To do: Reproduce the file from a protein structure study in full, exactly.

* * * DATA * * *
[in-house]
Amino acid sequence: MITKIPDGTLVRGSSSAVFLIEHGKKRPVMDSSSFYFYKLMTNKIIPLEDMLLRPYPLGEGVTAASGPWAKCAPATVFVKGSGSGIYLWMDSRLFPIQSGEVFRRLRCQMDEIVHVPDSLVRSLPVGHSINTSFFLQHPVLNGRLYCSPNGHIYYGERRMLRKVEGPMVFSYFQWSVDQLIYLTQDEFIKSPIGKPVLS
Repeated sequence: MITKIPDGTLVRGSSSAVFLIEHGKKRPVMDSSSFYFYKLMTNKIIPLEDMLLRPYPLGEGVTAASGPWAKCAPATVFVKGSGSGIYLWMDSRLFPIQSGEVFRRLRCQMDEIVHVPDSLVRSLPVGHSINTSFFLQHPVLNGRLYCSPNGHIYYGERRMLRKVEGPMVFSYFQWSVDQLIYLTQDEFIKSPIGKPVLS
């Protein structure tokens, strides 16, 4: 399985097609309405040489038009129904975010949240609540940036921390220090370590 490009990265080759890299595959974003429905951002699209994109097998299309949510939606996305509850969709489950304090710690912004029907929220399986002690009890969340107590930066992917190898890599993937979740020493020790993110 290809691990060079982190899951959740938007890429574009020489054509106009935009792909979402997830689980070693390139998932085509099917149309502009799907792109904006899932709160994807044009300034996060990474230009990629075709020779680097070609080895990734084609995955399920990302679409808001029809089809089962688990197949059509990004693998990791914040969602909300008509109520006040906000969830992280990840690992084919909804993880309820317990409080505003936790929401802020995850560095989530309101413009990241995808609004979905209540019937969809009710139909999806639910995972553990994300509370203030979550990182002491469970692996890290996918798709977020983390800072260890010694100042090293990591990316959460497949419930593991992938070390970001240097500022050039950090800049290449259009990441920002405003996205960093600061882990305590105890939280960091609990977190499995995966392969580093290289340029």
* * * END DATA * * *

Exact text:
[in-house]
Amino acid sequence: MITKIPDGTLVRGSSSAVFLIEHGKKRPVMDSSSFYFYKLMTNKIIPLEDMLLRPYPLGEGVTAASGPWAKCAPATVFVKGSGSGIYLWMDSRLFPIQSGEVFRRLRCQMDEIVHVPDSLVRSLPVGHSINTSFFLQHPVLNGRLYCSPNGHIYYGERRMLRKVEGPMVFSYFQWSVDQLIYLTQDEFIKSPIGKPVLS
Repeated sequence: MITKIPDGTLVRGSSSAVFLIEHGKKRPVMDSSSFYFYKLMTNKIIPLEDMLLRPYPLGEGVTAASGPWAKCAPATVFVKGSGSGIYLWMDSRLFPIQSGEVFRRLRCQMDEIVHVPDSLVRSLPVGHSINTSFFLQHPVLNGRLYCSPNGHIYYGERRMLRKVEGPMVFSYFQWSVDQLIYLTQDEFIKSPIGKPVLS
């Protein structure tokens, strides 16, 4: 399985097609309405040489038009129904975010949240609540940036921390220090370590 490009990265080759890299595959974003429905951002699209994109097998299309949510939606996305509850969709489950304090710690912004029907929220399986002690009890969340107590930066992917190898890599993937979740020493020790993110 290809691990060079982190899951959740938007890429574009020489054509106009935009792909979402997830689980070693390139998932085509099917149309502009799907792109904006899932709160994807044009300034996060990474230009990629075709020779680097070609080895990734084609995955399920990302679409808001029809089809089962688990197949059509990004693998990791914040969602909300008509109520006040906000969830992280990840690992084919909804993880309820317990409080505003936790929401802020995850560095989530309101413009990241995808609004979905209540019937969809009710139909999806639910995972553990994300509370203030979550990182002491469970692996890290996918798709977020983390800072260890010694100042090293990591990316959460497949419930593991992938070390970001240097500022050039950090800049290449259009990441920002405003996205960093600061882990305590105890939280960091609990977190499995995966392969580093290289340029």